Wolves boss Nuno tightlipped over plans for Chelsea striker Abrahamby Paul Vegas9 months agoSend to a friendShare the loveWolves boss Nuno won’t to discuss their move for Chelsea striker Tammy Abraham.Abraham was expected to end his temporary stay at Aston Villa and move to Molineux on loan.But the 21-year-old is remaining at Villa Park, having scored 16 goals in 20 games this term, despite Wolves being confident about signing him at the start of the week.Nuno said: “I don’t speak about rumours. Our approach is simple, we do our work at home and when things happen we announce them. Until then – rumours.”The window is open, for us to bring someone in it has to be someone we really think can add to our squad. We are happy with the squad.”All the clubs, names, press, it’s all normal. We should focus on what we have and what we can control. The rest, we don’t even have to think about.” TagsTransfersLoan MarketAbout the authorPaul VegasShare the loveHave your say read more
kristen dantonio mark dantonio dancingMichigan State head coach Mark Dantonio was understandably excited after Saturday’s last-second victory over Michigan, and in the locker room after the game, he made that clear to his players. In the below video, shot by Dantonio’s daughter Kristen, the Spartans head coach can be seen breaking it down in the center of a player circle.MSU quarterback Connor Cook told reporters after the game that Dantonio pulled out some moves he’d never seen before. Michigan State next gets Indiana at home next Saturday. We’ll see if the Spartans can keep dancing all the way to the Big Ten title game. Hit the Quan dadA video posted by Kristen Dantonio (@k10dantonio) on Oct 17, 2015 at 9:22pm PDT [247 Sports]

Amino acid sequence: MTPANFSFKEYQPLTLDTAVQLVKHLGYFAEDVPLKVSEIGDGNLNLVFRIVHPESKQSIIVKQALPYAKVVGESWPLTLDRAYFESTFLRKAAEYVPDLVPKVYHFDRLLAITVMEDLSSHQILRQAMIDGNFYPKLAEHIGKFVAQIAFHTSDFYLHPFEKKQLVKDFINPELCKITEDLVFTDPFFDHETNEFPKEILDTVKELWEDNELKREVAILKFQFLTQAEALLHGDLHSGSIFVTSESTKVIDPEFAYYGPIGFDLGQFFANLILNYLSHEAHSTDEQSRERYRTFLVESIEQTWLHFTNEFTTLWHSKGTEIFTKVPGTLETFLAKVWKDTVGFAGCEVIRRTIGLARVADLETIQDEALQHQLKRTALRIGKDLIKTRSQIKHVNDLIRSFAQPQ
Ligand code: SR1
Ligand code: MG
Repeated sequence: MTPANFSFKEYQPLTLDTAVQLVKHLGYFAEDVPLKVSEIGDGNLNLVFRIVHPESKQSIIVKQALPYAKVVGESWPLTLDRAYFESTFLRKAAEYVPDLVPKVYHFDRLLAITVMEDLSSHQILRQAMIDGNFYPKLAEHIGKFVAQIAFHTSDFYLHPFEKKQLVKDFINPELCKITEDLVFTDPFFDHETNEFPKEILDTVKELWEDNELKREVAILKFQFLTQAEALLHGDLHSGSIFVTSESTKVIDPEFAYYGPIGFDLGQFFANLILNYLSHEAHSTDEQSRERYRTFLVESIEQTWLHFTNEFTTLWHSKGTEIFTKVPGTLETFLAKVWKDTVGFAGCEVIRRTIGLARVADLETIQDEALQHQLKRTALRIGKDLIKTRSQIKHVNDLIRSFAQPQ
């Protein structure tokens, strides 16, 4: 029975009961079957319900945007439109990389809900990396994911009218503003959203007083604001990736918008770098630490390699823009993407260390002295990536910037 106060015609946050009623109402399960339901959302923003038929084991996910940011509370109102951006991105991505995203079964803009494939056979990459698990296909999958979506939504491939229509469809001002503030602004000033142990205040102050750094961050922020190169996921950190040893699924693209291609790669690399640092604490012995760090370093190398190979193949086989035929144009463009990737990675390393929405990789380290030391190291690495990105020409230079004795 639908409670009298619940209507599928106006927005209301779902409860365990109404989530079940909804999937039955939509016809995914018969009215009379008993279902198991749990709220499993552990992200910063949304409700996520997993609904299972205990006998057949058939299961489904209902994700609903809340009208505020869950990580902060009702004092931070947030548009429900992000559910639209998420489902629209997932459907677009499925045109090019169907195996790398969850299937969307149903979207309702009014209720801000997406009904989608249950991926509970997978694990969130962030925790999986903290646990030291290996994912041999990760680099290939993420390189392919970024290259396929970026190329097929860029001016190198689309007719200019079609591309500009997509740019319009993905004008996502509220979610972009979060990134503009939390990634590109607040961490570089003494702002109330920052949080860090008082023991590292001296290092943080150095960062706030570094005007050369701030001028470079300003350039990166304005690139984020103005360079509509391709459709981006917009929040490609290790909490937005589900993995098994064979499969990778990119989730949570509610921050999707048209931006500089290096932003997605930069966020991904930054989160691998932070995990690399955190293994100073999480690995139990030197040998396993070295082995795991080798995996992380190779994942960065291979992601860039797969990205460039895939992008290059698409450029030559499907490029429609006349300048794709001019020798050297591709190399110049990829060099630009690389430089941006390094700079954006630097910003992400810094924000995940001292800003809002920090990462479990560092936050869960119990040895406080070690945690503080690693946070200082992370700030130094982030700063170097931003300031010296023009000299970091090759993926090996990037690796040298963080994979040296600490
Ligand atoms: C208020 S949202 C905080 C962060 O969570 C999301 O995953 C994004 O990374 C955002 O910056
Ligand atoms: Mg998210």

Rose Bowl GiftsOne of the more underrated parts of the bowl game experience for coaches and players? The free swag you receive just for showing up. Gifts could include anything from headphones, video game systems, clothes, watches and more.By the looks of these two videos posted by the Rose Bowl on Instagram, Iowa and Stanford players were not disappointed with the options they encountered in the Rose Bowl gift suite. Gift suite time for @hawkeyefootball. #RoseBowlA video posted by Rose Bowl Game (@rosebowlgame) on Dec 21, 2015 at 6:59pm PST @stanfordfball and the #RoseBowl Game gift suite!A video posted by Rose Bowl Game (@rosebowlgame) on Dec 21, 2015 at 6:57pm PST Definitely some quality stuff to choose from. What would you have picked?